A surprising Tax Court case has shut down a tax planning technique that savvy retirement-savers have been using for years. But there's still a small window of opportunity if you need it, until the new year, to give investors time to adjust.
Due to an underpublicized break for retirement contributions, certain taxpayers may cut their current tax bill while stockpiling funds for the future. The IRS recently reminded taxpayers of the "retirement saver's credit."
The new budget plan that President Obama will unveil on April 10 includes an unprecedented tax whammy for retirement savers: A new $3 million cap on IRA assets and other tax-preferred retirement accounts.
The other shoe is about to drop for hundreds of thousands of taxpayers who converted from a traditional IRA to a Roth in 2010. And the IRS is likely to catch it. In fact, it has just posted a reminder to 2012 filers.
The IRS is reminding senior citizens of an eleventh-hour reprieve granted by the American Taxpayer Relief Act. Older individuals can still pull off a tax-free, IRA-to-charity transfer of funds, but only if they act by January 31.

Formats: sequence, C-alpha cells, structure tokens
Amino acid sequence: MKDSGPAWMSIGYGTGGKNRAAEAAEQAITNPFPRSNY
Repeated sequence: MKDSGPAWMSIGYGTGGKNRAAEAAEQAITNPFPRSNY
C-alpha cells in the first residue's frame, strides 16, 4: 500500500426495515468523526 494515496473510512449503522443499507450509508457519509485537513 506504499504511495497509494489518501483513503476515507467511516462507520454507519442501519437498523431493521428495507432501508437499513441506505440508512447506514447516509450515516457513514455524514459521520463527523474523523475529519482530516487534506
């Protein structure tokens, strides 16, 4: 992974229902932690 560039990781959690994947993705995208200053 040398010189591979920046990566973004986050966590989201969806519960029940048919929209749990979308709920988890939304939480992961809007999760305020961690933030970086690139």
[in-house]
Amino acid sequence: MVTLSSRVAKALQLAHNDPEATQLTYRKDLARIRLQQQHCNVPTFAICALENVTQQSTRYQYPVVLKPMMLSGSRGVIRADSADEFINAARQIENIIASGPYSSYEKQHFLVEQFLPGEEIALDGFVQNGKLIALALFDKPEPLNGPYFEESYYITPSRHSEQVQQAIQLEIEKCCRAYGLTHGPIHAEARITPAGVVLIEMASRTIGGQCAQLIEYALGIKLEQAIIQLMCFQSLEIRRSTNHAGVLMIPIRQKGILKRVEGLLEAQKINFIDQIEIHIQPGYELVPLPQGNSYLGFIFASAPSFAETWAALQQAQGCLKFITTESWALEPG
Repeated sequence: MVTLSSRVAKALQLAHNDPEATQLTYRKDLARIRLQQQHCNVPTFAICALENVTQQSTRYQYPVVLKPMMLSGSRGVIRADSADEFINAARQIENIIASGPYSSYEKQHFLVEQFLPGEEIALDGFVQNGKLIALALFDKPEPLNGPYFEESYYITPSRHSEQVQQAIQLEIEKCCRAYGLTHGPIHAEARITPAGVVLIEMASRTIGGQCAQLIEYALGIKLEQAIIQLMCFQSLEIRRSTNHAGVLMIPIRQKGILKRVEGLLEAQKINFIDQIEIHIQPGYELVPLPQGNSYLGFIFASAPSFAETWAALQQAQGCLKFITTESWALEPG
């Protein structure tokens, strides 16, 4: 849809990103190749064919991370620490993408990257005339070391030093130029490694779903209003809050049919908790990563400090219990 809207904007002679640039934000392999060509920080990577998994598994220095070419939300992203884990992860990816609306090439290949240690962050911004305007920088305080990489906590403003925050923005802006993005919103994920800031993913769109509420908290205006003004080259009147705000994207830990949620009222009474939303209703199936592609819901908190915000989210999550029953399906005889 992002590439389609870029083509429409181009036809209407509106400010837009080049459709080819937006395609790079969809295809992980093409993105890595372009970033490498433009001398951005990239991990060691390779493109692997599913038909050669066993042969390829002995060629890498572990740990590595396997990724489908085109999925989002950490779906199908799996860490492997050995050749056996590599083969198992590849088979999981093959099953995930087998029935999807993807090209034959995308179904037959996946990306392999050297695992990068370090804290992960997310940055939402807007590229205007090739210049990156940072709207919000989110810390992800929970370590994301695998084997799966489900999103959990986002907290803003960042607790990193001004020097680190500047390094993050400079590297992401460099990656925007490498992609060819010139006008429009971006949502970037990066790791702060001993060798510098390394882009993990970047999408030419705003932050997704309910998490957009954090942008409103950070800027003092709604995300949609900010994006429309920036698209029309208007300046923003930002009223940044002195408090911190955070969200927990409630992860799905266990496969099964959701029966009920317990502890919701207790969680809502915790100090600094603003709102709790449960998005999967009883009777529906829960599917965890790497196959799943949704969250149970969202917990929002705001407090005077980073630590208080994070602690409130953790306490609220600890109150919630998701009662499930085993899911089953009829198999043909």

"Benjamin Franklin said, 'In this world, nothing could be said to be certain, except death and taxes.' At least with taxes, they keep changing." Thus starts a new YouTube video entitled "Medicare Investment Income Tax."
The IRS has announced various cost-of-living adjustments for 2013. Although inflation has remained on the low side this year, it was still high enough to move the needle on more than two dozen tax code provisions.
The U.S. Treasury and the IRS have proposed a package of regulations and rulings intended to encourage retirees to invest some proceeds of their retirement accounts in annuities. Retirees have shown no interest in this type of investment because they are reluctant to invest their entire retirement account in an annuity.